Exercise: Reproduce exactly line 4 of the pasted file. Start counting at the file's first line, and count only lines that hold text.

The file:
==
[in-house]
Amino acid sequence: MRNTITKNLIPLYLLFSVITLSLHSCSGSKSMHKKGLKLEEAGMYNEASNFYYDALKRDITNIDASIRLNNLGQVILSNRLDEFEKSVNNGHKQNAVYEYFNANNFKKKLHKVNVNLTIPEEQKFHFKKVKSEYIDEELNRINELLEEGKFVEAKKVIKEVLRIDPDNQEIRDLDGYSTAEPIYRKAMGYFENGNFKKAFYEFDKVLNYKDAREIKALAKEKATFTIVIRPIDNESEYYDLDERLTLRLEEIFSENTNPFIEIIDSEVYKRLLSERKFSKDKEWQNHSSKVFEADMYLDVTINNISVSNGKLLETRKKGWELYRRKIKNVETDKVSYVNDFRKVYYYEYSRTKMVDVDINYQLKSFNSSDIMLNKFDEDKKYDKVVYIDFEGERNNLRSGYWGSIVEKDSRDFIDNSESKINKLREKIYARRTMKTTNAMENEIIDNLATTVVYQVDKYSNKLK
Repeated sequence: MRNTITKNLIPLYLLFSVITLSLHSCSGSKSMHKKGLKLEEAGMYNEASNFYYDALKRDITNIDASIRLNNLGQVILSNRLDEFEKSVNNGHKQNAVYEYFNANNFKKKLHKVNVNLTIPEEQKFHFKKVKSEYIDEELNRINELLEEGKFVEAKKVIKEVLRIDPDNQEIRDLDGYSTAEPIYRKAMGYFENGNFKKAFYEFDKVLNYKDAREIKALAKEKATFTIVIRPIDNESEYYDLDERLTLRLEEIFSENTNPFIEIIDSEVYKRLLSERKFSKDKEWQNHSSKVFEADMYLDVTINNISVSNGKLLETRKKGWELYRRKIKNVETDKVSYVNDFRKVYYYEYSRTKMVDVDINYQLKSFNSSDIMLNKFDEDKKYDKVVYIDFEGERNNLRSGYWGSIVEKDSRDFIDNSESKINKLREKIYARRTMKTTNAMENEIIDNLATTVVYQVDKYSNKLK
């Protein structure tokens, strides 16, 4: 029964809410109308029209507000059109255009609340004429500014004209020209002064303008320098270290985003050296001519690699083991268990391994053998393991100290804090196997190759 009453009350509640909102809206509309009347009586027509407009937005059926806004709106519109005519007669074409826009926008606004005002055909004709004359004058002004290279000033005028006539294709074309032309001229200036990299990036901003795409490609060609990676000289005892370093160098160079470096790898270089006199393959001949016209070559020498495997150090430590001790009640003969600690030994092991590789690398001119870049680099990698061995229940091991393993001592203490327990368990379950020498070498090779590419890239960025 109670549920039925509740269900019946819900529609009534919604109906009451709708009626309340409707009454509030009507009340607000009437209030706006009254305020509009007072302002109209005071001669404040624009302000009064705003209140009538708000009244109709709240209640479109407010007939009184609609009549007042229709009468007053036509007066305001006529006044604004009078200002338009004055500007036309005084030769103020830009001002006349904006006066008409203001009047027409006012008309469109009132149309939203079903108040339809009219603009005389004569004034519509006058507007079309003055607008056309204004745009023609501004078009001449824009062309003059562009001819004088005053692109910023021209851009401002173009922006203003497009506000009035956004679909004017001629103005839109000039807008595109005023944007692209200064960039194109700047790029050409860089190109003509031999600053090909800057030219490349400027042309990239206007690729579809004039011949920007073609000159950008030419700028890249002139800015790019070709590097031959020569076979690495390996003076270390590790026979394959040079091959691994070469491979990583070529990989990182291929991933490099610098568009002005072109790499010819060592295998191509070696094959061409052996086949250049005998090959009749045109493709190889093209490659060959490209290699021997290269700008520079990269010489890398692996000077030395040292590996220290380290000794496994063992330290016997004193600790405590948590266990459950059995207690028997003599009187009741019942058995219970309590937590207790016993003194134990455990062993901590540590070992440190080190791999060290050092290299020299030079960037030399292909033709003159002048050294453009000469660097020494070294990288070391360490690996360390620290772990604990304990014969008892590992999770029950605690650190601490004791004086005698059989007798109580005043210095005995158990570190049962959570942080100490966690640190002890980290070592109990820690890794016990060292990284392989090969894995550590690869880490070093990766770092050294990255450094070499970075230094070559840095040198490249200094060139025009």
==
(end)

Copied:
């Protein structure tokens, strides 16, 4: 029964809410109308029209507000059109255009609340004429500014004209020209002064303008320098270290985003050296001519690699083991268990391994053998393991100290804090196997190759 009453009350509640909102809206509309009347009586027509407009937005059926806004709106519109005519007669074409826009926008606004005002055909004709004359004058002004290279000033005028006539294709074309032309001229200036990299990036901003795409490609060609990676000289005892370093160098160079470096790898270089006199393959001949016209070559020498495997150090430590001790009640003969600690030994092991590789690398001119870049680099990698061995229940091991393993001592203490327990368990379950020498070498090779590419890239960025 109670549920039925509740269900019946819900529609009534919604109906009451709708009626309340409707009454509030009507009340607000009437209030706006009254305020509009007072302002109209005071001669404040624009302000009064705003209140009538708000009244109709709240209640479109407010007939009184609609009549007042229709009468007053036509007066305001006529006044604004009078200002338009004055500007036309005084030769103020830009001002006349904006006066008409203001009047027409006012008309469109009132149309939203079903108040339809009219603009005389004569004034519509006058507007079309003055607008056309204004745009023609501004078009001449824009062309003059562009001819004088005053692109910023021209851009401002173009922006203003497009506000009035956004679909004017001629103005839109000039807008595109005023944007692209200064960039194109700047790029050409860089190109003509031999600053090909800057030219490349400027042309990239206007690729579809004039011949920007073609000159950008030419700028890249002139800015790019070709590097031959020569076979690495390996003076270390590790026979394959040079091959691994070469491979990583070529990989990182291929991933490099610098568009002005072109790499010819060592295998191509070696094959061409052996086949250049005998090959009749045109493709190889093209490659060959490209290699021997290269700008520079990269010489890398692996000077030395040292590996220290380290000794496994063992330290016997004193600790405590948590266990459950059995207690028997003599009187009741019942058995219970309590937590207790016993003194134990455990062993901590540590070992440190080190791999060290050092290299020299030079960037030399292909033709003159002048050294453009000469660097020494070294990288070391360490690996360390620290772990604990304990014969008892590992999770029950605690650190601490004791004086005698059989007798109580005043210095005995158990570190049962959570942080100490966690640190002890980290070592109990820690890794016990060292990284392989090969894995550590690869880490070093990766770092050294990255450094070499970075230094070559840095040198490249200094060139025009």